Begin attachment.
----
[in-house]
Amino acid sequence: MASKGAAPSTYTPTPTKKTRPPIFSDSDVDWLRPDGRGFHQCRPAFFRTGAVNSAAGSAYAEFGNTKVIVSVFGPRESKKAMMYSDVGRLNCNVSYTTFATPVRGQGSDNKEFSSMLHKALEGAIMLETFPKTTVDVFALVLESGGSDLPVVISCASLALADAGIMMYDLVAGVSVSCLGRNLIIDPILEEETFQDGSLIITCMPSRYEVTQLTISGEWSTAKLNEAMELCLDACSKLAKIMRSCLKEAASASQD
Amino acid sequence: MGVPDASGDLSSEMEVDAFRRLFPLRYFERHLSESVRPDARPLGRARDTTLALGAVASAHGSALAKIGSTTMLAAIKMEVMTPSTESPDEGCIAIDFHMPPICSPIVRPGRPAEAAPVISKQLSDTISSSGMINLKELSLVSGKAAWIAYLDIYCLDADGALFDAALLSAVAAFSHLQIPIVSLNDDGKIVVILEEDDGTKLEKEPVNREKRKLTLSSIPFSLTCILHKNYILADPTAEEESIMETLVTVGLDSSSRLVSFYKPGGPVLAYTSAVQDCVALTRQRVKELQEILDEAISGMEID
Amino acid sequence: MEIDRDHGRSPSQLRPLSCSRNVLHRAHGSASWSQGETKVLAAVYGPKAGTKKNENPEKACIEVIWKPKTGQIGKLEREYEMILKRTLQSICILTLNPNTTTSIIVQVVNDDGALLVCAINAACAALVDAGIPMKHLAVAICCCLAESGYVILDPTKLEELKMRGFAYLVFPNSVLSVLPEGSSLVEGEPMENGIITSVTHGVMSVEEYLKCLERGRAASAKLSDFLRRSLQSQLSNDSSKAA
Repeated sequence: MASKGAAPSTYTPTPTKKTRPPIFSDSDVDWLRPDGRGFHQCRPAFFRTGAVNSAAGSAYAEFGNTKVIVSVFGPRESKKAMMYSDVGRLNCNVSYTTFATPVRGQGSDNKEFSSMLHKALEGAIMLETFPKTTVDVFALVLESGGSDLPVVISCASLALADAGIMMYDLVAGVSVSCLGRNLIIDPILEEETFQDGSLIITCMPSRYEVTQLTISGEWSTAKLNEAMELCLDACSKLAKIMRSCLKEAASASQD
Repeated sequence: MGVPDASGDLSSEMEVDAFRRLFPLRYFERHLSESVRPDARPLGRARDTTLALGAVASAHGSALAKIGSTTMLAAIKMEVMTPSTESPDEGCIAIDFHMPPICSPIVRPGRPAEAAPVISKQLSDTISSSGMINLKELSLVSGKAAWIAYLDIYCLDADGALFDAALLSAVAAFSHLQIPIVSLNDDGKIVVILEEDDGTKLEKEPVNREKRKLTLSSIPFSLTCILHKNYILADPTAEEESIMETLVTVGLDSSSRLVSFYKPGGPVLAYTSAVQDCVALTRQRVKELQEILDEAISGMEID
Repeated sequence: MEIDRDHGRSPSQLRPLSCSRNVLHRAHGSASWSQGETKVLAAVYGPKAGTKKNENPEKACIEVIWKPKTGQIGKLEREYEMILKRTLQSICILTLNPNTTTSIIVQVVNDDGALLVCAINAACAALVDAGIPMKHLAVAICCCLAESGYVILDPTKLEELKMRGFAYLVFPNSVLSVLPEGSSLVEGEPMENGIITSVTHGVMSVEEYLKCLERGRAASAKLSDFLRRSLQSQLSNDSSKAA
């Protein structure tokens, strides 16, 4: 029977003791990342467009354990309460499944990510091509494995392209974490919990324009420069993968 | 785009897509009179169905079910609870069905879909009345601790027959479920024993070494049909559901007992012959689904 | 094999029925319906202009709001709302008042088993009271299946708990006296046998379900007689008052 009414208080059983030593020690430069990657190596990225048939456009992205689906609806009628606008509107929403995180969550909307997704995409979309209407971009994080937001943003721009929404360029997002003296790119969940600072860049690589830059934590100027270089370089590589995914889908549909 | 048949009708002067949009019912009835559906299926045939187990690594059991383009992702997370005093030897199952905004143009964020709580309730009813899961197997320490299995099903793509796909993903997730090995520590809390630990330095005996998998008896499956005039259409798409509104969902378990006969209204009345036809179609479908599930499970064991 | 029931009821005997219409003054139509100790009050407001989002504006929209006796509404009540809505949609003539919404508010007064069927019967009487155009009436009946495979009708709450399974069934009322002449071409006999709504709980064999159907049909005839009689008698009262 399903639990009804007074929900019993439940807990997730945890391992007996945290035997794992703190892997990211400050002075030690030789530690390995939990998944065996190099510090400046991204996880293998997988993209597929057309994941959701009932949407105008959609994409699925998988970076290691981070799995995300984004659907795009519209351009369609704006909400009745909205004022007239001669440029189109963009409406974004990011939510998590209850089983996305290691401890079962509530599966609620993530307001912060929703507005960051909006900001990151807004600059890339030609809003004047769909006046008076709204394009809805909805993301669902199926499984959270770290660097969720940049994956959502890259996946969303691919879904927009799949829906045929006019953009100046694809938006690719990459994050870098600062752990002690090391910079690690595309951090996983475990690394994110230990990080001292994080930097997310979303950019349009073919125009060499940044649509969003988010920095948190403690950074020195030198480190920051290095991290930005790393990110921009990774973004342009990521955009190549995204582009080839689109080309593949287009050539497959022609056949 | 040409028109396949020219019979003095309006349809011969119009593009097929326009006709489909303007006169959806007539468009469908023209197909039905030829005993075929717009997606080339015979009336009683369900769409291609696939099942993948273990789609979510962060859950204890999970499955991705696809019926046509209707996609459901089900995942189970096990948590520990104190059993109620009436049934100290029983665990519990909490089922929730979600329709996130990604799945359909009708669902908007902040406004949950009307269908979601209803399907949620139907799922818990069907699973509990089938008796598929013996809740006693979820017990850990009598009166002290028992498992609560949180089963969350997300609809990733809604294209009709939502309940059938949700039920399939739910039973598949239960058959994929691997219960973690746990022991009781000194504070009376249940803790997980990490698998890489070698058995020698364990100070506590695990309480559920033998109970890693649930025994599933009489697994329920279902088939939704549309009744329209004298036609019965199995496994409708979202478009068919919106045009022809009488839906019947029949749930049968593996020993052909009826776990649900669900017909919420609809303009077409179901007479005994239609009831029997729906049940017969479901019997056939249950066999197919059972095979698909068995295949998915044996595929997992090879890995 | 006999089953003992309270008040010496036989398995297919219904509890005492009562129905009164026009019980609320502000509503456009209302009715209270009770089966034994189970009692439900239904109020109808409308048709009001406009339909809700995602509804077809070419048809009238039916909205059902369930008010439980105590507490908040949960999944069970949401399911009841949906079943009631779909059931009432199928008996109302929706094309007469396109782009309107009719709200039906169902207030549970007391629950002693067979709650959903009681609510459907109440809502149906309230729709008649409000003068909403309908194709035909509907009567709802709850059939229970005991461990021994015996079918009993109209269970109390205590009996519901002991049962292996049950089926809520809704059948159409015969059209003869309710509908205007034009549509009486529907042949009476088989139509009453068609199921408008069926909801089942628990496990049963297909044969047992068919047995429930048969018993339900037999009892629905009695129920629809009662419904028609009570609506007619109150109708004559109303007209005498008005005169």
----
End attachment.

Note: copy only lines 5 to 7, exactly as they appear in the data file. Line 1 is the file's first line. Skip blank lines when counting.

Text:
Repeated sequence: MASKGAAPSTYTPTPTKKTRPPIFSDSDVDWLRPDGRGFHQCRPAFFRTGAVNSAAGSAYAEFGNTKVIVSVFGPRESKKAMMYSDVGRLNCNVSYTTFATPVRGQGSDNKEFSSMLHKALEGAIMLETFPKTTVDVFALVLESGGSDLPVVISCASLALADAGIMMYDLVAGVSVSCLGRNLIIDPILEEETFQDGSLIITCMPSRYEVTQLTISGEWSTAKLNEAMELCLDACSKLAKIMRSCLKEAASASQD
Repeated sequence: MGVPDASGDLSSEMEVDAFRRLFPLRYFERHLSESVRPDARPLGRARDTTLALGAVASAHGSALAKIGSTTMLAAIKMEVMTPSTESPDEGCIAIDFHMPPICSPIVRPGRPAEAAPVISKQLSDTISSSGMINLKELSLVSGKAAWIAYLDIYCLDADGALFDAALLSAVAAFSHLQIPIVSLNDDGKIVVILEEDDGTKLEKEPVNREKRKLTLSSIPFSLTCILHKNYILADPTAEEESIMETLVTVGLDSSSRLVSFYKPGGPVLAYTSAVQDCVALTRQRVKELQEILDEAISGMEID
Repeated sequence: MEIDRDHGRSPSQLRPLSCSRNVLHRAHGSASWSQGETKVLAAVYGPKAGTKKNENPEKACIEVIWKPKTGQIGKLEREYEMILKRTLQSICILTLNPNTTTSIIVQVVNDDGALLVCAINAACAALVDAGIPMKHLAVAICCCLAESGYVILDPTKLEELKMRGFAYLVFPNSVLSVLPEGSSLVEGEPMENGIITSVTHGVMSVEEYLKCLERGRAASAKLSDFLRRSLQSQLSNDSSKAA